Zimbabwe has charged two of her citizens for insulting and making defamatory remarks against President Mugabe. Allan Chinewaita and Casper Tambara were charged with undermining the authority of the President under section 33(2) (a) of the Criminal Law Codification and Reform Act.


Mr Chinewaita was alleged to have said in Shona “I will not vote Zanu-PF and President Mugabe is a like a dog.”


Tambara also is charged with the same offence as Chinewaita.


In a related incident, an American citizen, Martha O’Donovan, who works for Magamba TV has also been arrested by the Zimbabwean police for allegedly insulting the President in a tweet she shared. This comes as the first arrest made by the country’s Ministry of Cyber Security since its creation last month.


The American was arrested during a raid on her home in Harare in the early hours of Friday.


Zimbabwean police said “Martha O’Donovan insulted Mugabe when she allegedly tweeted that ‘We are being led by a selfish and sick man.”


Though the post did not refer to Mugabe by name, O’Donovan is being charged with “undermining the authority of or insulting the President”.


Could these arrests mean more?

Following the suppression on the freedom of expression in recent times, it is being reported that the move is geared towards the forthcoming general elections in 2018.


Robert Mugabe, who was Zimbabwe’s Prime Minister from 1980-1987, became the President in 1987 and has held power till date.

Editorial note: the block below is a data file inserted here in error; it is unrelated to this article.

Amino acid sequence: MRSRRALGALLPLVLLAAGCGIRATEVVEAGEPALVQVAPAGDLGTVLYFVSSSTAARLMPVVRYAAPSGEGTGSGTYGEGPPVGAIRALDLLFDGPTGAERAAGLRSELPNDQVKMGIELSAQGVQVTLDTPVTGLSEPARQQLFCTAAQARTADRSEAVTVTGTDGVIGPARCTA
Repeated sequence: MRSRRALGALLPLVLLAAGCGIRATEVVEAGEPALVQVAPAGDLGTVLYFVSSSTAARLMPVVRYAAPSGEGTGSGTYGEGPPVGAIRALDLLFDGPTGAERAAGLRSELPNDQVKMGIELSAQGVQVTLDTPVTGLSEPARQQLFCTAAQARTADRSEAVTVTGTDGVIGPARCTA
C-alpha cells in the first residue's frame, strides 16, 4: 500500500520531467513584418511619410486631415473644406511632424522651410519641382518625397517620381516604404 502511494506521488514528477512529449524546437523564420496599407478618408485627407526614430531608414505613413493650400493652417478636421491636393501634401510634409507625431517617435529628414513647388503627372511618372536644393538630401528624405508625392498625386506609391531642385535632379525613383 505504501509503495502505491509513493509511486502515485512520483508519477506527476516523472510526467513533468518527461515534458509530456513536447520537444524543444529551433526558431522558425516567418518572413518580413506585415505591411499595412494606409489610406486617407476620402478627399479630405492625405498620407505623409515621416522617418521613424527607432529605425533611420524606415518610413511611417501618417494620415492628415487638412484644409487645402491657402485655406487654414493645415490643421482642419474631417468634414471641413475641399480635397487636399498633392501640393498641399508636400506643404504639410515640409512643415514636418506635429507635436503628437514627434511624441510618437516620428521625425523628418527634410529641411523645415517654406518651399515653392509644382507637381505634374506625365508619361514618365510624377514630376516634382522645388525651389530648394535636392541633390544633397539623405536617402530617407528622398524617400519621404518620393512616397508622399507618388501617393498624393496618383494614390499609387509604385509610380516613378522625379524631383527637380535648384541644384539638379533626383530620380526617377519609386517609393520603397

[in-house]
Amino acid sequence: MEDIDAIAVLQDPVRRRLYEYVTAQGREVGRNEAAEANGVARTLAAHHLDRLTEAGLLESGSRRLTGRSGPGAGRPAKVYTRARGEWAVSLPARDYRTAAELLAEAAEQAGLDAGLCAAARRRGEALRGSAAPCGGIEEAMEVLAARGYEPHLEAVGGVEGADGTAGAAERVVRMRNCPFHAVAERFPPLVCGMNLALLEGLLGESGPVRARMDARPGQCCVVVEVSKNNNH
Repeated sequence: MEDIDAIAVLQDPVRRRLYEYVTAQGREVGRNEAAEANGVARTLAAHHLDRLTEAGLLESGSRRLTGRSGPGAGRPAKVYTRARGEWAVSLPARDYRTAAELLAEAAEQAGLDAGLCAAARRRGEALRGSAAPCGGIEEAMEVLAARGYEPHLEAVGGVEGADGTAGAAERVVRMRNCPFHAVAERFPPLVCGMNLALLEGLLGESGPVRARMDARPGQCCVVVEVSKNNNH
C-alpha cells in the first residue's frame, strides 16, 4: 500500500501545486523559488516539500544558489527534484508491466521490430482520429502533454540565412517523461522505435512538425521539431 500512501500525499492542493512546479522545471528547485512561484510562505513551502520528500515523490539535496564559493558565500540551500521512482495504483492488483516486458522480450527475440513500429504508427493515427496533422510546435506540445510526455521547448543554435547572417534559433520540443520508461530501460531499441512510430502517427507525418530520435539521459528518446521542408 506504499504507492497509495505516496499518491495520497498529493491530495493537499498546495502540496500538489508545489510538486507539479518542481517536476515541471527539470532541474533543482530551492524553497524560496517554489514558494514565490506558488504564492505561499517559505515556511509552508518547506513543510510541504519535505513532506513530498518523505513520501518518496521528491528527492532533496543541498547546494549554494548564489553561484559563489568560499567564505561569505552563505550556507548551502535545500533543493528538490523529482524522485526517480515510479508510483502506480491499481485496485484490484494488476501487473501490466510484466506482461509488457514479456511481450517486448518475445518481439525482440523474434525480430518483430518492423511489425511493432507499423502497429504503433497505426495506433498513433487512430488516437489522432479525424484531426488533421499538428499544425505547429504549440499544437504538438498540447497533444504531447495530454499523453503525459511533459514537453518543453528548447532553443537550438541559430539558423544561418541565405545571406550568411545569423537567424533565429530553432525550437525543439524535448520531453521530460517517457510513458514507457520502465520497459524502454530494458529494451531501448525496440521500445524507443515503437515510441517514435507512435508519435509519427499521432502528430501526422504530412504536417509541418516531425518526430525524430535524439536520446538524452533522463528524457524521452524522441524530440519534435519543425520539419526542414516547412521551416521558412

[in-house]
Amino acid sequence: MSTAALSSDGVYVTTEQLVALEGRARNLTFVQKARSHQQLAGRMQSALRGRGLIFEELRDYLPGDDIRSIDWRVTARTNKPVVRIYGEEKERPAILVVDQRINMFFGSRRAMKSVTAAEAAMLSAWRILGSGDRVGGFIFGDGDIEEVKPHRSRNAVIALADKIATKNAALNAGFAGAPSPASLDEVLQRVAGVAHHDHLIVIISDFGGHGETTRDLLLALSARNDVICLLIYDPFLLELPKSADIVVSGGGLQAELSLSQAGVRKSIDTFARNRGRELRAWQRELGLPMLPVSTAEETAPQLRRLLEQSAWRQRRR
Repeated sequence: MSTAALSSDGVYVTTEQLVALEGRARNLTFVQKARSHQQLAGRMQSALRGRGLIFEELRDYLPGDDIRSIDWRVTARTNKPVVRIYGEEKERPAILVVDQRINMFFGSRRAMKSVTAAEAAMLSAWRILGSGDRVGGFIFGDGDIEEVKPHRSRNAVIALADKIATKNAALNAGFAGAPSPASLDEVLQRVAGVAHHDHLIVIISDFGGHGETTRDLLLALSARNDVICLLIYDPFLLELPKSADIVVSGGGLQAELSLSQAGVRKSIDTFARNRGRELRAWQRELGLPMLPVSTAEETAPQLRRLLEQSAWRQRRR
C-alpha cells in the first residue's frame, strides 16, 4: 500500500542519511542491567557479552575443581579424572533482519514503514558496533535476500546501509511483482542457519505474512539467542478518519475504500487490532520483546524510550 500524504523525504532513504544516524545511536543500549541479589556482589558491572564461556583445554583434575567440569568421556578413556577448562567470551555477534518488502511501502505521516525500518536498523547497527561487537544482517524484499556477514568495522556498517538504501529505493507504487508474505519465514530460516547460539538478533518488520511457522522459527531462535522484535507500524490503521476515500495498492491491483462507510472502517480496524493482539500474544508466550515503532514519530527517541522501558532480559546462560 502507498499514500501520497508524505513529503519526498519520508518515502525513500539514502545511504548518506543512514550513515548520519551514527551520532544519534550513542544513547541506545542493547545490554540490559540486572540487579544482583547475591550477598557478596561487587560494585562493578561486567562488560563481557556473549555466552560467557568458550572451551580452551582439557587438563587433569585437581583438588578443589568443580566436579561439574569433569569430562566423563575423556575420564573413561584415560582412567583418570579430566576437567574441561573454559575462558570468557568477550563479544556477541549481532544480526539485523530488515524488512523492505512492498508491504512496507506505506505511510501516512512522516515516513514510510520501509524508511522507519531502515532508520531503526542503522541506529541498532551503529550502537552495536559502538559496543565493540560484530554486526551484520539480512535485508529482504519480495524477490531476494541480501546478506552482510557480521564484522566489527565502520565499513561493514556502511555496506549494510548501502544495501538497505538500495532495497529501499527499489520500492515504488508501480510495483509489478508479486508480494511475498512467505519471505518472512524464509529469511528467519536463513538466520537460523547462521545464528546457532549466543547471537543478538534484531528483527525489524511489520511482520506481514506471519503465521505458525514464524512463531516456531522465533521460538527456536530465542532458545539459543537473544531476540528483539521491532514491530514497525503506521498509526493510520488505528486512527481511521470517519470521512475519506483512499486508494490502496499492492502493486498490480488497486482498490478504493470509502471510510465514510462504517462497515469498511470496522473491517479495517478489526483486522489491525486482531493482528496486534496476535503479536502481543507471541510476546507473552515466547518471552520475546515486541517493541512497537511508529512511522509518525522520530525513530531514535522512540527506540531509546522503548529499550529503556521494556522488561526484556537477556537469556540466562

“As he struggles to hold down his position as the country’s leader and entrench his long rule, Mugabe’s administration has turned to harassing political opponents, including through crafting a law that criminalises making derogatory comments about him,” a report said.


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It also added that since passage of the law, a lot of Zimbabweans have fallen foul of the law.


A social media snare

As the Ministry of Cyber Security makes its first arrest, it aims at crimes on social media and websites in general as the 2018 general Presidential elections draw nearer.


Human rights organisation, Amnesty International has condemned the arrest saying it “marks the start of a sinister new chapter in the Zimbabwean government’s clampdown on freedom of speech and the new battleground in social media.”


They also went further to say, charges “confirm fears that this new portfolio will simply be used to punish anyone speaking out against the authorities on the social media platform”.


At 93, Mugabe seeks to run for another five-year term in next year’s Presidential elections.

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